Come check out some of the latest VR games and tech at VRDC!

November will see the debut of the first-ever standalone Virtual Reality Developers Conference, and conference organizers are working hard to line up great sessions, exhibitors and sponsors for the cutting-edge event.

The best way to understand the power of VR is to experience it for yourself, so today we’re excited to reveal some of the great VR demos that VRDC sponsors plan to make available for all VRDC attendees to check out as they’re making the most of their time at the conference.

Japanese VR pioneer Colopl Ni will have a booth at the show where visitors can play demos of their popular VR games Cyberpong and Slot Tub Party, as well as an as-yet unannounced VR game that’s expected to debut later this year.

Plus, sponsor MyDream Interactive is expected to bring playable versions of both its VR tower defense game Siege Hammer and its innovative LightVR room simulator, which allows anyone to build the room of their dreams.

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At VRDC, experts share lessons learned surviving the early days of VR

The field of virtual- and augmented-reality development is still young, but already pioneers have accumulated a wealth of learnings from trying (and sometimes failing) to build cutting-edge VR/AR experiences.

You can hear some of those learnings for yourself at the inaugural standalone Virtual Reality Developers Conference this November, where a group of VR/AR pioneers will be speaking in a panel discussion called “Prototypes and Tears: Surviving the Early Days of VR.”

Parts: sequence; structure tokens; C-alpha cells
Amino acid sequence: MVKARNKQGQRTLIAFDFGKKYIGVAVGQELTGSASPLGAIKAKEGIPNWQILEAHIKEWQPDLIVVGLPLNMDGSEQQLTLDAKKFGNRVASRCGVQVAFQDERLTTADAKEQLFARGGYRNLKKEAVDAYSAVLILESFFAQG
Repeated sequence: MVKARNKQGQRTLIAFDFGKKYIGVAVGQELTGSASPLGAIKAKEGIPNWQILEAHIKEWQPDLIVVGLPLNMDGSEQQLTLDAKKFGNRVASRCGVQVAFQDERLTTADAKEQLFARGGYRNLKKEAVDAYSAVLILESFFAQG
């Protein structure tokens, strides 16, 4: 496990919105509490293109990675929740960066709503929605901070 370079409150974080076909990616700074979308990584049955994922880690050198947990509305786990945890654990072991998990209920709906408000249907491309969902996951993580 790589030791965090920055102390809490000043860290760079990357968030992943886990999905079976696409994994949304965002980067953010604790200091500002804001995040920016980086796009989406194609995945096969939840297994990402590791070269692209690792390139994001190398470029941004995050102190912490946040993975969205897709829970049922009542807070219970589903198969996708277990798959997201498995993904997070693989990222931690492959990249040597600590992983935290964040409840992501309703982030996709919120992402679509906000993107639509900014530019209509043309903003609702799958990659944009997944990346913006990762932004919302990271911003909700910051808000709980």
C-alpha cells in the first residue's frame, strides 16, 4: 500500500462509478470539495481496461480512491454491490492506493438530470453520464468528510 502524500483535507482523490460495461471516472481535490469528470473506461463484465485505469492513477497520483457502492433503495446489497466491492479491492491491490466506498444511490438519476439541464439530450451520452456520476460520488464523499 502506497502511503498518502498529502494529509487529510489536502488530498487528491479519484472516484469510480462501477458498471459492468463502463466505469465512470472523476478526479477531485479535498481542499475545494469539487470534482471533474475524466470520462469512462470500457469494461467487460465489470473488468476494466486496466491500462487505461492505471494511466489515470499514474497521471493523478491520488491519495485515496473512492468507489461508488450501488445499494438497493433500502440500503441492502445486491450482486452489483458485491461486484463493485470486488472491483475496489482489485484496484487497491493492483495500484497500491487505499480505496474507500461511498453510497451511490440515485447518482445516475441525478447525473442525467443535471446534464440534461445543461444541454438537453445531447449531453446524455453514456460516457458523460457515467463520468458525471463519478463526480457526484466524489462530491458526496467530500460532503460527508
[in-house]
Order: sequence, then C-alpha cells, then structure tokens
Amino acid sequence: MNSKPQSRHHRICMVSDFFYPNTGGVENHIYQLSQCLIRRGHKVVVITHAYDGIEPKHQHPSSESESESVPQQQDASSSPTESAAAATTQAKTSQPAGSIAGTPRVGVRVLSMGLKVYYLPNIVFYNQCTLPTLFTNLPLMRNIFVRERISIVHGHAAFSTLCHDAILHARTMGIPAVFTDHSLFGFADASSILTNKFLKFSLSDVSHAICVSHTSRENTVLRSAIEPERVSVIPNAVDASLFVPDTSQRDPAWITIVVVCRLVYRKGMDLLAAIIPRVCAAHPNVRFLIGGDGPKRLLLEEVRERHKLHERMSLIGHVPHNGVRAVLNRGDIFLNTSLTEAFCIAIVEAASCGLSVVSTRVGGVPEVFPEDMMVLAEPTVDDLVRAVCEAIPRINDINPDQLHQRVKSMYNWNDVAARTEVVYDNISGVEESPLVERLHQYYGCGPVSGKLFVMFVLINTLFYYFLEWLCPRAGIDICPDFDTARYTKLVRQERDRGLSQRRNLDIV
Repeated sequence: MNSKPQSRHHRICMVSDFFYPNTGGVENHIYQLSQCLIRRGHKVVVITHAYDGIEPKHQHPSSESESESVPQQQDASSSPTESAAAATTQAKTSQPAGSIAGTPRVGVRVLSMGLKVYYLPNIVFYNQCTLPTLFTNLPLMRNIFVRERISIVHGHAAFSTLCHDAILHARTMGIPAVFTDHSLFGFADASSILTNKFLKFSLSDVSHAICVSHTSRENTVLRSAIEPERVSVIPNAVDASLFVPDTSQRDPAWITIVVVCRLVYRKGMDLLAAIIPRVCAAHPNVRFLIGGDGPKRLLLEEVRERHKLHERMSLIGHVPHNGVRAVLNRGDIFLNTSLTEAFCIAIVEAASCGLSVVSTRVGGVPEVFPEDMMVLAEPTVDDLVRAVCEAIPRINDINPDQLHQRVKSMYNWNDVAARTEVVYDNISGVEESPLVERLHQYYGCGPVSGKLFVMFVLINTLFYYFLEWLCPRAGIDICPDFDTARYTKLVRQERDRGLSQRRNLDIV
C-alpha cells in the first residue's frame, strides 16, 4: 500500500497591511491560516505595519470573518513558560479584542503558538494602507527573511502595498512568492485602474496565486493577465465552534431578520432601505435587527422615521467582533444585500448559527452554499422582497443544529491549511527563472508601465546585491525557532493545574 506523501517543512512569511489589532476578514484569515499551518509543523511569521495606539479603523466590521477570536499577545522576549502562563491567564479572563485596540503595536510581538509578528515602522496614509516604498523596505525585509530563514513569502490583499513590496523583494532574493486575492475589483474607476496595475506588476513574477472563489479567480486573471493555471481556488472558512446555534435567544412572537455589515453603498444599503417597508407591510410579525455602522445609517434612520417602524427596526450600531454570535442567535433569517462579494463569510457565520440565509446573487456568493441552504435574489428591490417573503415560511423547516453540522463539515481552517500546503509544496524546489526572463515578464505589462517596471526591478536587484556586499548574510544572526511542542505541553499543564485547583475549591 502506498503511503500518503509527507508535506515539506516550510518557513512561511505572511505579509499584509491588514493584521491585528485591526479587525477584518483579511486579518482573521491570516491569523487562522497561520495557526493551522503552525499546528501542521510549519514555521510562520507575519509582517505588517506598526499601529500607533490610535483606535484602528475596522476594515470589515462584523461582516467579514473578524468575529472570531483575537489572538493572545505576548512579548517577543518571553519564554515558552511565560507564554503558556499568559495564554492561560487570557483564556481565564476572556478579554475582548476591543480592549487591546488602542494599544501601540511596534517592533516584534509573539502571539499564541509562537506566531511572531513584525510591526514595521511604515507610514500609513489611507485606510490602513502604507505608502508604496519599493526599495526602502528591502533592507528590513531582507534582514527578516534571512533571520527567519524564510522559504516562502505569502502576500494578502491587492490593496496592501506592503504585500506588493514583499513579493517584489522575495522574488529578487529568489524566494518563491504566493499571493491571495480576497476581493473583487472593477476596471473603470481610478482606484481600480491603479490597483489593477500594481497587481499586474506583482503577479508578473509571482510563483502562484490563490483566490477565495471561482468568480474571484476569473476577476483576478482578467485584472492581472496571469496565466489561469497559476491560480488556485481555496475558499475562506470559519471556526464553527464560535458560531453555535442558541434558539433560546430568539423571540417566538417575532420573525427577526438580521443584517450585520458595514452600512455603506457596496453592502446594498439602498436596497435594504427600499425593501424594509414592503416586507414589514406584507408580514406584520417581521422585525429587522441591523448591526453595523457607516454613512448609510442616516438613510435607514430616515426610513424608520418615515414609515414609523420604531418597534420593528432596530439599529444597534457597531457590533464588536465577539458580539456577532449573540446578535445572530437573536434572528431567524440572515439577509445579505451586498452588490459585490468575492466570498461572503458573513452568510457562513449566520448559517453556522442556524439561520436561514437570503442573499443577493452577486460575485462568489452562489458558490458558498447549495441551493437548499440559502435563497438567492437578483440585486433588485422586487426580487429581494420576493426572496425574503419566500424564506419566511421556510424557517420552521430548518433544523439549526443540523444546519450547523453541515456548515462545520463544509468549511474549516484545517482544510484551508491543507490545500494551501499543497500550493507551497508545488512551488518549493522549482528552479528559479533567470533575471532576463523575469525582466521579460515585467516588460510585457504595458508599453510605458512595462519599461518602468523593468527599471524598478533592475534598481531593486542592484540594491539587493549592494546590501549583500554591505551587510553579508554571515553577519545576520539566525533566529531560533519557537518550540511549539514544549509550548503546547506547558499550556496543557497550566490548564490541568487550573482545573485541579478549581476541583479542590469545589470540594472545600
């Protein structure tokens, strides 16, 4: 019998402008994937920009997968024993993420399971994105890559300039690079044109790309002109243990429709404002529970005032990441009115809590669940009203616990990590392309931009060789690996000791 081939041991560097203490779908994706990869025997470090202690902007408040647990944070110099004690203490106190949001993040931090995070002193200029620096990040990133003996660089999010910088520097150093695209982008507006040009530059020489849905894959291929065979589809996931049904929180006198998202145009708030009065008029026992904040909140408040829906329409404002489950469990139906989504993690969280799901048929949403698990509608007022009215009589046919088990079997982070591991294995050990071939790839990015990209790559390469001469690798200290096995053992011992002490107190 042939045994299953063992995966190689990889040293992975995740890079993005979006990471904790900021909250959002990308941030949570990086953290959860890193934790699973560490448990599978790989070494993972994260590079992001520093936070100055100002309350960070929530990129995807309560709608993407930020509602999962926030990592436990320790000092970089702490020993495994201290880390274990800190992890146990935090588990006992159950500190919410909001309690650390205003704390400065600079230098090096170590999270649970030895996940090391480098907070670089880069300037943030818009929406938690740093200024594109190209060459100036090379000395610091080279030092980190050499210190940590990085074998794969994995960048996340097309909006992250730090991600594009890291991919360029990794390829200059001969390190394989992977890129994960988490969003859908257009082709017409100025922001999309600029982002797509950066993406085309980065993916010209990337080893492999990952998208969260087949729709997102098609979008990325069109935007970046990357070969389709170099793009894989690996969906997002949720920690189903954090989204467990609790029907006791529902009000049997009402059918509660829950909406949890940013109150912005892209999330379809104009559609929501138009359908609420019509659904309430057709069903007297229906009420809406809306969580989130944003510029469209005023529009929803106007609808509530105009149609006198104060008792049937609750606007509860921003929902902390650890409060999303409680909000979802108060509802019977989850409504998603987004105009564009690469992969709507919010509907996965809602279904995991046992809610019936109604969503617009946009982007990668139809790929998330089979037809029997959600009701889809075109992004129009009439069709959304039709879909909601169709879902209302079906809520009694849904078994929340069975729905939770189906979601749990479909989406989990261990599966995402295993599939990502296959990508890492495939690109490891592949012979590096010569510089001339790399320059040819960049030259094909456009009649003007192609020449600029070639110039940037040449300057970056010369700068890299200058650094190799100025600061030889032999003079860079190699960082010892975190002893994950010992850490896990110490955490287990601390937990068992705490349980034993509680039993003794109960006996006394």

Panelists Joe Radak (Co-Founder, Lead Designer, Eerie Bear Games, LLC), Nathan Rowe (Founder, SculptrVR, Inc.), Julie Heyde (#ChickenBitch, VRUnicorns), Theresa Duringer (CEO, Temple Gates Games) and Sara Lisa Vogl (VR UX/UI & Creative Squirrel, VR Nerds) will  walk through the challenges they had starting up in VR, overcoming its challenges and how they got to where they are now, and how you can do the same!

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Google, Microsoft, HTC among VRDC’s growing list of cutting-edge exhibitors

The inaugural standalone edition of the Virtual Reality Developers Conference kicks off this November, and today we’d like to quickly highlight of the cutting-edge tech companies who have already signed on to exhibit on the VRDC show floor.

Often VR/AR tech and experiences are best understood by actually trying them for yourself, and VRDC is shaping up to be a great place for exploring the future of VR/AR development.

Among the exhibitors already expected to showcase their cutting-edge work at VRDC are Microsoft (makers of the augmented-reality HoloLens headset), Google (which recently expanded its mobile VR offerings with its Daydream platform) and HTC, which built the cutting-edge Vive VR headset in collaboration with Valve.

The growing list of VRDC exhibitors also includes CCP Games, developers of the high-profile VR game EVE Valkyrie, eye-tracking VR headset company Fove and the Japanese game publisher/developer Colopl, which recently launched a $50M global VR investment fund as it works to develop and publish its own VR games.

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At VRDC you’ll see how Chernobyl was authentically recreated in VR

November will see the debut of the first-ever standalone Virtual Reality Developers Conference, and today conference organizers are excited to share more information on one of the many exciting sessions talking place during the show.